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Al-Mutanabbi Street: Start The Conversation

Right now al-Mutanabbi street starts somewhere on a small street in Gaza, and in Damascus, on a small street in Beijing, a small street in Tehran. It starts in Baghdad, Beirut, and Cairo, it starts in Dublin, Calgary, Halifax, London, Exeter, and Bristol, and here in San Francisco, Santa Fe, Boston, Los Angeles, Omaha, New York City, Washington D.C.,Cambridge, Mass. or Detroit, Michigan. It starts at the Rochester Central Library, and at Goddard College in Vermont. It starts wherever someone gathers their thoughts to write towards the truth, or where someone sits down and opens a book to read. Wherever the free exchange of ideas is suppressed or attacked, wherever writers and artists are silenced, or risk their lives to speak the truth through their work, there will be a place for them on al-Mutanabbi Street. – Beau Beausoleil, July 2014

In March 2007, a suicide bomber exploded his car in Al-Mutanabbi Street in Baghdad, Iraq, killing thirty people and injuring more than a hundred. The street, named after Abu at-Tayyib Al-Mutanabbi, a renowned classical 10th century Arab poet, was home to hundreds of bookstores, publishers, printers, bookstalls and cafes. The attack directly targeted the intellectual and cultural hub of Baghdad.

Some 7000 miles away from the tragedy, Beau Beausoleil, a poet and second hand bookshop owner, felt an immediate connection to the victims of the bombing. He expected and waited for an international uproar condemning the attack. When it was clear that the event would go unmarked in history, he decided to take matters into his own hands. Beausoleil put forth a call for artists to create 130 artist books and that would attempt to “re-assemble” and reconstruct the books and materials that were lost in Baghdad. The carefully created books that were submitted from multiple places across the globe are indeed a painful but bittersweet reminder of what once existed in Al-Mutanabbi street. Arabic script, scraps of newspapers, poems, names of victims, drawings and numbers all come together to create a moving tribute to the books, stalls and souls that were lost that day.

The project soon became a traveling exhibit titled Al-Mutanabbi Street: Start the Conversation. The Central Library of Rochester & Monroe County is currently hosting this exhibit in several locations throughout Rochester libraries. The entire collection of artist books and broadsides are on display until early September. In light of the most recent events in Iraq, with militia taking control over several cities, this exhibit could not have been more timely.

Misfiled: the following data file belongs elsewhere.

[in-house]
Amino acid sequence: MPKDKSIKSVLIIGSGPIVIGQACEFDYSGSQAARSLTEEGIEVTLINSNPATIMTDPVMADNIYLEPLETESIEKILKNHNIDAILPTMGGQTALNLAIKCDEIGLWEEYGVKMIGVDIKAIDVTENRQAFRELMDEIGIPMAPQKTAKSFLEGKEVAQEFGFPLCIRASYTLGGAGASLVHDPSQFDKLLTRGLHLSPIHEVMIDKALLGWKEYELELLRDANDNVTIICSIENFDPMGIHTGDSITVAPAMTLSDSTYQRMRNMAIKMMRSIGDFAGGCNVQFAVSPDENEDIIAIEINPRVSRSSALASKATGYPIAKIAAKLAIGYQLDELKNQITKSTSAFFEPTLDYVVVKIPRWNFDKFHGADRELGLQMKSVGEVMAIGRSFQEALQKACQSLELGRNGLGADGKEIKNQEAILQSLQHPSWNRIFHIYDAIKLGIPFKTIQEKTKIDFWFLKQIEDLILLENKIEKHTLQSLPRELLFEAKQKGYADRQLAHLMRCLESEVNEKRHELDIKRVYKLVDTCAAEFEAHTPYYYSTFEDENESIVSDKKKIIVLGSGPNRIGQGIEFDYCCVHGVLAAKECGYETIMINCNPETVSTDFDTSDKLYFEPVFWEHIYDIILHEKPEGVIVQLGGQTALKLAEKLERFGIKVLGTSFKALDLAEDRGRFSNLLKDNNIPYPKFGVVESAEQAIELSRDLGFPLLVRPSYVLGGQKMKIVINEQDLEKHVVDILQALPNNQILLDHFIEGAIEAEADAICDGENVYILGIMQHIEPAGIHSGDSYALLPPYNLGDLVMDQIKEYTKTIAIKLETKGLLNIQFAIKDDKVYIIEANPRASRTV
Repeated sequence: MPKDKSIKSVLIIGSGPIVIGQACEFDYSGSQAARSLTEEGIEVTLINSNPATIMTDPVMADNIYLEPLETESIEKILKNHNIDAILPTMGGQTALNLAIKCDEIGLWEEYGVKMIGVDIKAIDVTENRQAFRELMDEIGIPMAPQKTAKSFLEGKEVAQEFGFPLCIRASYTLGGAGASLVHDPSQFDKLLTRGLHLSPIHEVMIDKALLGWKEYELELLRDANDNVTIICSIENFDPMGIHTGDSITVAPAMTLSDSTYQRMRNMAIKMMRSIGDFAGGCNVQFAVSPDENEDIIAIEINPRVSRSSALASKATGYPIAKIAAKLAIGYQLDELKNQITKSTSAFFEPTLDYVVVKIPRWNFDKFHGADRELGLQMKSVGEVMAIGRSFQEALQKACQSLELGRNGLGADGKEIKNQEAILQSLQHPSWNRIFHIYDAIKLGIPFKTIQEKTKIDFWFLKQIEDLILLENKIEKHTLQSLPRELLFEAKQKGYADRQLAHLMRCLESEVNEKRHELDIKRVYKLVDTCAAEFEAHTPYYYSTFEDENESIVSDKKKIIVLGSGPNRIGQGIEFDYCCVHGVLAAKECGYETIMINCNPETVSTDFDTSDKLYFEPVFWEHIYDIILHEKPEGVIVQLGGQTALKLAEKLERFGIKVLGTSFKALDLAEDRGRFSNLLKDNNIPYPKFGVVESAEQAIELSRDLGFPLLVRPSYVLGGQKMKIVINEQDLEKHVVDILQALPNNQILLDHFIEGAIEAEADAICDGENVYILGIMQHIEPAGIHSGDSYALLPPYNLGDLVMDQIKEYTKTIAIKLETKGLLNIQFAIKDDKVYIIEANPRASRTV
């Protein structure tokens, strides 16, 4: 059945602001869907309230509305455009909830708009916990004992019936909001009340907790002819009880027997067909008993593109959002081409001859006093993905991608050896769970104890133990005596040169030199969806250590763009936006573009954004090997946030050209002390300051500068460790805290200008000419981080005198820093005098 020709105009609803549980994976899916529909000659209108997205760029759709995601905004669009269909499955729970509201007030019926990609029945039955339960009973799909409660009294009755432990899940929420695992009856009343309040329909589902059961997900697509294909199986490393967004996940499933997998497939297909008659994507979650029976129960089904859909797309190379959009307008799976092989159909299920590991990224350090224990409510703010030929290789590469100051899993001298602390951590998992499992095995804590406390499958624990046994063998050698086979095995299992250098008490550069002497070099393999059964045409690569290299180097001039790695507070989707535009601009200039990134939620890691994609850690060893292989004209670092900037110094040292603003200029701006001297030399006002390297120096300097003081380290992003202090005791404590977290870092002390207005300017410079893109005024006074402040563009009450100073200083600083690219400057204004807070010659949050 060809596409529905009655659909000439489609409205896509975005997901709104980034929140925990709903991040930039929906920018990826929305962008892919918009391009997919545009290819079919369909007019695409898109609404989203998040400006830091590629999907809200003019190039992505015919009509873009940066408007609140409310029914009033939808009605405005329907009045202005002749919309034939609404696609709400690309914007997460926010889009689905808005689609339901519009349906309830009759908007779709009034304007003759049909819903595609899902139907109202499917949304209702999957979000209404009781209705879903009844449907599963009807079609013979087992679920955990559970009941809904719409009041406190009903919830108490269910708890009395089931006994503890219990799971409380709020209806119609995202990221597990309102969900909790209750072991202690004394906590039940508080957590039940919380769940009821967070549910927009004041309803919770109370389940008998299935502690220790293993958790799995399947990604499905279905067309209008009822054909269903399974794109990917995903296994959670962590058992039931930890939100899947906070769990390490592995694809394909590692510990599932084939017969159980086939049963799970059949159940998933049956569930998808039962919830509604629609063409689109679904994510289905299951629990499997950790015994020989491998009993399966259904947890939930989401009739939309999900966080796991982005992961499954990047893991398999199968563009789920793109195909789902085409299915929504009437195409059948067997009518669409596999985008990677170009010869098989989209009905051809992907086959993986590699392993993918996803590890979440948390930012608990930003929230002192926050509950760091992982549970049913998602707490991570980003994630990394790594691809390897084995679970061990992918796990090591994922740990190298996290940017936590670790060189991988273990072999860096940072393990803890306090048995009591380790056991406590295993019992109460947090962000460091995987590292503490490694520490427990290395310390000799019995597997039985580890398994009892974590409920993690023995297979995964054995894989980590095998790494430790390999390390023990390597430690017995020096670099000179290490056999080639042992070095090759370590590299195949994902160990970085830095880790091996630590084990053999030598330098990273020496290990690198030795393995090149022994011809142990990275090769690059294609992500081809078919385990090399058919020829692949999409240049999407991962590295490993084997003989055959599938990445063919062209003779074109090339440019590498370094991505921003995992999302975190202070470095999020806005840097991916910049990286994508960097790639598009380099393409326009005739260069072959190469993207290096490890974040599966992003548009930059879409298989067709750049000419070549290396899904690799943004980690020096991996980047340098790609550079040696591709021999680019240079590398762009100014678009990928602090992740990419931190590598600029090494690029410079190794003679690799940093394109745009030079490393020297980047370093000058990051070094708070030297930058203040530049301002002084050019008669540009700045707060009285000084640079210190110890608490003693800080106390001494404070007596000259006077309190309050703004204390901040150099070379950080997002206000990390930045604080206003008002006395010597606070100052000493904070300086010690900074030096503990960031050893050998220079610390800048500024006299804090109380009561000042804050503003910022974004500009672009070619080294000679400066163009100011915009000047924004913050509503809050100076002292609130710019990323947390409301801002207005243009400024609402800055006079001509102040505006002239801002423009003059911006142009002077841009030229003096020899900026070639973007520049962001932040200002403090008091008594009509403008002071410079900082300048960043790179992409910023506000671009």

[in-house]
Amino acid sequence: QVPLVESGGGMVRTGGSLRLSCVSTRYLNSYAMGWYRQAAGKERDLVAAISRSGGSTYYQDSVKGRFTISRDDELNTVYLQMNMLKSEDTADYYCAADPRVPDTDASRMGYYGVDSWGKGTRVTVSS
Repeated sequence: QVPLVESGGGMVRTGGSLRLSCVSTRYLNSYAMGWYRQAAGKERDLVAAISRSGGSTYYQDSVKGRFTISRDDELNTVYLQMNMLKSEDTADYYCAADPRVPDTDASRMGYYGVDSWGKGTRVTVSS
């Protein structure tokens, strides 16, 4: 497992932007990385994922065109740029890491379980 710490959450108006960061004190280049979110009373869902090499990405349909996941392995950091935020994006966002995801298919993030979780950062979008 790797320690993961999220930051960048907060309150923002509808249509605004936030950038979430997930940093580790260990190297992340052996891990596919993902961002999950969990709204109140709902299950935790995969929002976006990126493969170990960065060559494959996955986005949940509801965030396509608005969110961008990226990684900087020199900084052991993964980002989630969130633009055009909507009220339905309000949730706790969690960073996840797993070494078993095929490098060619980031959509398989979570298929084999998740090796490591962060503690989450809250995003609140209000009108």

Although the artistic submissions created for this project were all responding to the same call, they are by no means homogeneous. Some of the artist books offer an immediate visual and textual response to the events, such as Helen Allsebrook’s work entitled “It Is What It Is” where she uses a child’s toy car and trailer, and burnt pages from an ‘unwanted book’ to literally represent the events of March 2007.



In contrast, Jennifer Caine’s work “Chronotope” takes on a metaphorical quality as she attempts to visualize the encapsulated sense of time that often becomes suspended in the aftermath of traumatic events.


Other works included in the exhibition draw their inspiration from the events in Baghdad as well as the artists’ personal histories. For example, Laurie Alpert utilizes the image of a kneeling soldier from a photograph she took during her visit to the Golan Heights in 2007. She also incorporates Arabic verses of poetry from Al-Mutanabbi and music notes from her mother, who is a professional violinist into a visually striking work.

What started out as a memorial poetry reading in San Francisco has now become an remarkable international project  that consists of more than 250 artists books and broadsides. Similar to many memorials created to commemorate the victims of traumatic events in concept, the exhibition takes on a collaborative, participatory nature that many of the “tourist-trap” memorials seem to be lacking. The books and broadsides will eventually be donated to the Iraq National Library in Baghdad.


Hend F. Alawadhi

PhD Student, Visual and Cultural Studies, University of Rochester

*** The exhibit will run in Rochester through September 2, 2014 at various locations throughout the City of Rochester and Monroe County. For more information click here. The exhibit is free and open to the public.

*** To see the Elcin Marasli’s artwork “Controlled Detonations” that was featured in the 20th issue of Invisible Culture and is a part of the Al-Mutanabbi exhibit click here.

*** All images are courtesy of the artists and Beau Beausoleil.

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